crimes in the Philippines

6 rebels face murder, terrorism charges over death of child in Batangas encounter

Jairo Bolledo

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6 rebels face murder, terrorism charges over death of child in Batangas encounter

JUSTICE DEPARTMENT. File photo of the Department of Justice building in Manila.


The alleged members of the CPP-NPA had an encounter with the military in Batangas last year that resulted in the death of a child and injury of a soldier, the DOJ says

MANILA, Philippines – At least six alleged communist rebels will face murder and terrorism charges over the death of a 9-year-old child and the injury of a soldier in Batangas last year, the Department of Justice (DOJ) announced on Wednesday, January 4.

In a briefer released on Wednesday, the justice department said six alleged members of the Communist Party of the Philippines-New People’s Army (CPP-NPA) have been indicted for murder under the article 248 of the Revised Penal Code, and for alleged violation of section 4 (a) and (d) of the anti-terror law.

The respondents were identified as:

  • Isagani Isita a.k.a. (also known as) Yano/Toyang/Sid/Ron/Sikad/Jamir/Arkin/Zhuge
  • Junalice Arante-Isita a.k.a. Juna/Irene/Erin/Arya/Fabian
  • Mariano Bico a.k.a. Nick/Jim/Adonis/Melay
  • Gilbert Orr a.k.a. Nash/Jade/Ar
  • A.k.a. Joey/Elon/Edel/Analinda/Jorel/Jonas
  • A.k.a. Ching/Marcel/ Allen/Jane/Daniel

The DOJ added that the charges will be filed before a Batangas court.

According to the DOJ, the respondents and members of the Philippine Army assigned at Patrol Base San Marcelino, Delta Company, 59th Infantry Batallion had an encounter in Sitio Amatong, Barangay Ginhawa, Taysan town on July 18, 2022.

In explaining why the respondents have been indicted, the justice department said the alleged communist rebels still committed “unlawful acts” even though the child was not their direct target.

“While it may appear that the murder victim was not the direct target of herein respondents and was just caught in the line of fire when the respondents fired upon the members of the Philippine Army, her death clearly was the result of the unlawful acts perpetrated by the respondents,” the DOJ said.

On the alleged violation of anti-terror law, the DOJ said the respondents’ acts were done to create an “atmosphere of fear.”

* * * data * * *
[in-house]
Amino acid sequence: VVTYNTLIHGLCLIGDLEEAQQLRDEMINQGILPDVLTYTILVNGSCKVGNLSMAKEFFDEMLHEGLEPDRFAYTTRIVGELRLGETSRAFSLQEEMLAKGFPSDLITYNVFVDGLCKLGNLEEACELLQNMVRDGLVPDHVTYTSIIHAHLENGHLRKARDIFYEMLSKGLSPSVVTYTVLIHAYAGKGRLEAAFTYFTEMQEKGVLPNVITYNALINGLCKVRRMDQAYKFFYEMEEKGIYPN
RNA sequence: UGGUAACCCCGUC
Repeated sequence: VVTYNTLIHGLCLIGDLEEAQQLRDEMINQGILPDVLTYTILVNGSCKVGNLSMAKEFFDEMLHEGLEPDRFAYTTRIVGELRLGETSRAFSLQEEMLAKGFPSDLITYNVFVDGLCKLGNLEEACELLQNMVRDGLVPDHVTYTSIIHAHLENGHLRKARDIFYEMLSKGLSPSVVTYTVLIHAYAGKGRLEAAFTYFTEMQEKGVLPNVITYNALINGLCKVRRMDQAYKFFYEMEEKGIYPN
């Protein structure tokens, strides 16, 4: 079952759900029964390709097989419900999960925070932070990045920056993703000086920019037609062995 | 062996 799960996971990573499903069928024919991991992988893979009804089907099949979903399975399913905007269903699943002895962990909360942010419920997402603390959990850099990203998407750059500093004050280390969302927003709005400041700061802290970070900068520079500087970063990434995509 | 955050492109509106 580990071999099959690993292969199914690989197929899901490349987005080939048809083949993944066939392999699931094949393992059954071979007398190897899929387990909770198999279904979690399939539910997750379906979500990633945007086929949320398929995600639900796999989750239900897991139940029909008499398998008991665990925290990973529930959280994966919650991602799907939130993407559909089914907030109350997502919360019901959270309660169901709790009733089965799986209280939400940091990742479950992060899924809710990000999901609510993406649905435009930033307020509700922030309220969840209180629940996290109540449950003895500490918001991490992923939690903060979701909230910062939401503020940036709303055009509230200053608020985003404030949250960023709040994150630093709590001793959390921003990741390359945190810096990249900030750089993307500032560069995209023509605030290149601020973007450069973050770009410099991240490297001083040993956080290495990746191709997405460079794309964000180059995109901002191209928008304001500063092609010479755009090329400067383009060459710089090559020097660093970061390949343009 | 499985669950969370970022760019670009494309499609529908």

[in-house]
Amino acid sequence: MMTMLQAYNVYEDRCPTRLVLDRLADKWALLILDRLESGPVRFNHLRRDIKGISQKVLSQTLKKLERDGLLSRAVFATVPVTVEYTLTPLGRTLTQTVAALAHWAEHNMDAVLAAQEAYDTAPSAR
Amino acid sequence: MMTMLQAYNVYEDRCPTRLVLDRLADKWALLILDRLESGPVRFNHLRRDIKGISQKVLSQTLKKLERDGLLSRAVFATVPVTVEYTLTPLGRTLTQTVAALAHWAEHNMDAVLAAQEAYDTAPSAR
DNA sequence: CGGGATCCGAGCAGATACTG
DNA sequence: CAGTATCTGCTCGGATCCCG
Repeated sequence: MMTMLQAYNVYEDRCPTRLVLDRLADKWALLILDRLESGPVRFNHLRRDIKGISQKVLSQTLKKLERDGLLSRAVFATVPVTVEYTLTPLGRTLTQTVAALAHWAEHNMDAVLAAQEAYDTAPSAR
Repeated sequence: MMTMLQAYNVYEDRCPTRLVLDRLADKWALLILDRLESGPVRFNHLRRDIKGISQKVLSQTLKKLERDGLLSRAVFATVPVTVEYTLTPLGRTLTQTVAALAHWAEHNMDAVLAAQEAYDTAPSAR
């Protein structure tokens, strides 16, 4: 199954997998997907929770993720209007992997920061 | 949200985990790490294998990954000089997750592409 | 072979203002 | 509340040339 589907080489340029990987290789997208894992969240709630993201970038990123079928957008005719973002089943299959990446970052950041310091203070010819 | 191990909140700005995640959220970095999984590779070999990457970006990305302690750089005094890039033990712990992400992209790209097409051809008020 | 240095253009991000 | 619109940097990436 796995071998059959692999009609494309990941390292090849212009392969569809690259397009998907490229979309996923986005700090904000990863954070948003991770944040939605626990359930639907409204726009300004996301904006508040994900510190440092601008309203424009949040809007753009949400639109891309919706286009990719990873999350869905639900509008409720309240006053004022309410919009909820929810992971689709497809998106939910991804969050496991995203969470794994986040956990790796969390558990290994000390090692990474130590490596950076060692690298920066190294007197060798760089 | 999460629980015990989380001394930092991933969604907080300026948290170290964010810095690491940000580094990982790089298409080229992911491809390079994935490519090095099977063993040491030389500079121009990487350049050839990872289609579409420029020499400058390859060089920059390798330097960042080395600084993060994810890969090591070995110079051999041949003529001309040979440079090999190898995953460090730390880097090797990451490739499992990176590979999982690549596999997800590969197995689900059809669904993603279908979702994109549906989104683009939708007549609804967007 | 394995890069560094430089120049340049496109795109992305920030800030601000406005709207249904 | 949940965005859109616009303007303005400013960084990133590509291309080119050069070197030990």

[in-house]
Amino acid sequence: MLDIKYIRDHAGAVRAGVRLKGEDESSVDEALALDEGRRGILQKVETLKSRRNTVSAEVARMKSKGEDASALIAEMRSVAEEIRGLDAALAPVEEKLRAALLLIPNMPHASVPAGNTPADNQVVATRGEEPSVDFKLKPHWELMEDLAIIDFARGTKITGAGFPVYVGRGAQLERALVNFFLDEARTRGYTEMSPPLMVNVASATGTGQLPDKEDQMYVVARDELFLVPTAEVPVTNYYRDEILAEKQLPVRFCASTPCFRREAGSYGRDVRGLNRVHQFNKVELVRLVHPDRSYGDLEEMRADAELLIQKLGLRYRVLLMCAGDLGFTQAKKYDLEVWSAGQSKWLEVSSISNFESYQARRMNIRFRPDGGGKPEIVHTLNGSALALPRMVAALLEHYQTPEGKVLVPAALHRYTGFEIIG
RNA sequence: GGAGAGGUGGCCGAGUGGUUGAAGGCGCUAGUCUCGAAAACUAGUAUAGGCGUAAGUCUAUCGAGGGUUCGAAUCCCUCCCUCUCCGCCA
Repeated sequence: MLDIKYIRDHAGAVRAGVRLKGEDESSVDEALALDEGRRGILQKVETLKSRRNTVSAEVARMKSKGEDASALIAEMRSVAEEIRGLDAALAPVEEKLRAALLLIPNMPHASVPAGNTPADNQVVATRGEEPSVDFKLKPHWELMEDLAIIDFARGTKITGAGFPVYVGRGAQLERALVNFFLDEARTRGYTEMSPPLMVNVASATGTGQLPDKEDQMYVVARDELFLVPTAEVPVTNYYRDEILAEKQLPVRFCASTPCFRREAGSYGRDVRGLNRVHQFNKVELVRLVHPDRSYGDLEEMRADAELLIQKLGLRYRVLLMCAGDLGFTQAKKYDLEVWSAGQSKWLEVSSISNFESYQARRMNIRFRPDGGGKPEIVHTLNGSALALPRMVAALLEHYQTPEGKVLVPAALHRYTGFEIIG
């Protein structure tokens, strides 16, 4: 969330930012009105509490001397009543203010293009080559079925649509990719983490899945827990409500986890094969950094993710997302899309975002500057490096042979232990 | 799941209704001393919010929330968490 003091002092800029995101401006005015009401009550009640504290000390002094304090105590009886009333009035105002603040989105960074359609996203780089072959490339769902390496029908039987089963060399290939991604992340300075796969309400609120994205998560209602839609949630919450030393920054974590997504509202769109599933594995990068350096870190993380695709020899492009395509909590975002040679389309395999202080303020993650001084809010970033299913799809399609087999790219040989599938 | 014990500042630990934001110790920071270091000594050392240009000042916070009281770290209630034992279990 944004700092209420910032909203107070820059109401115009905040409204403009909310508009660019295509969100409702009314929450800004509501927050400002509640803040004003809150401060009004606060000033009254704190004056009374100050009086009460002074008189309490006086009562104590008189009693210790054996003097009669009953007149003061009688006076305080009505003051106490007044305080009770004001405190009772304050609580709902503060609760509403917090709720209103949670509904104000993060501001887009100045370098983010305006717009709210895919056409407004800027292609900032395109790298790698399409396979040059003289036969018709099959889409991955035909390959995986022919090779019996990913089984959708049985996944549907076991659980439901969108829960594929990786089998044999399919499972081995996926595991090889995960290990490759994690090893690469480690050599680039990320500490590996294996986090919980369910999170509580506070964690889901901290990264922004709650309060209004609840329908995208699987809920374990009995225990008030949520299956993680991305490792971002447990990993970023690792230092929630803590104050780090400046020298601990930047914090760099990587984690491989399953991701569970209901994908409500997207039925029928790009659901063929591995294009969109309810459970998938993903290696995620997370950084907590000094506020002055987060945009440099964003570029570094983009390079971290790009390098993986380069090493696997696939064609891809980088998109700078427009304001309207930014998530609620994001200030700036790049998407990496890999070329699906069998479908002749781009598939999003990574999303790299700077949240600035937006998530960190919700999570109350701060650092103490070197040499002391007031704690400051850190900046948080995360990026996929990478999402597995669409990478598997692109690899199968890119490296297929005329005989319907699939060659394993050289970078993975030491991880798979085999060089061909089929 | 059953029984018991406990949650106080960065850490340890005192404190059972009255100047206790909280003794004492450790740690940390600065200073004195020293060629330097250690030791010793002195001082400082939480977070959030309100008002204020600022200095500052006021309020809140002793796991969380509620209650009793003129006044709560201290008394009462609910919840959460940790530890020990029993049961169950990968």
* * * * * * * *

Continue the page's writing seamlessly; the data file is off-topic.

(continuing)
“Clearly, respondents’ use of high-powered firearms seriously endangered the lives of the members of the Philippine Army and consummated in injury and death. Further, the said weapons were intended to cause a disproportionate amount of damage or harm of sufficient magnitude.”

Section 4 (a) of the highly contested anti-terror law defines that any person engaged in acts that caused death or serious injury against a person is considered to have committed terrorism. Meanwhile, section 4 (d) states a person has committed terrorism if he/she develops, manufactures, or uses weapons, explosives, or the likes of biological or chemical weapons.

Even before the signing of the law, various groups have sounded alarm over the “broad and vague” definition of terrorism under the law.

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Mistaken identity: Aetas acquitted in first known anti-terror law case

Mistaken identity: Aetas acquitted in first known anti-terror law case

This was not the first time a charge has been filed based on the anti-terror law. In 2021, an Olongapo court junked the first known anti-terror law case against two Aetas – Japer Gurung and Junior Ramos – saying it was a case of mistaken identity.

The government had accused Gurung and Ramos of being NPA members, adding that they shot at and killed a soldier. The two Aetas were also charged under section 4 of the anti-terror law. –

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Jairo Bolledo

Jairo Bolledo is a multimedia reporter at Rappler covering justice, police, and crime.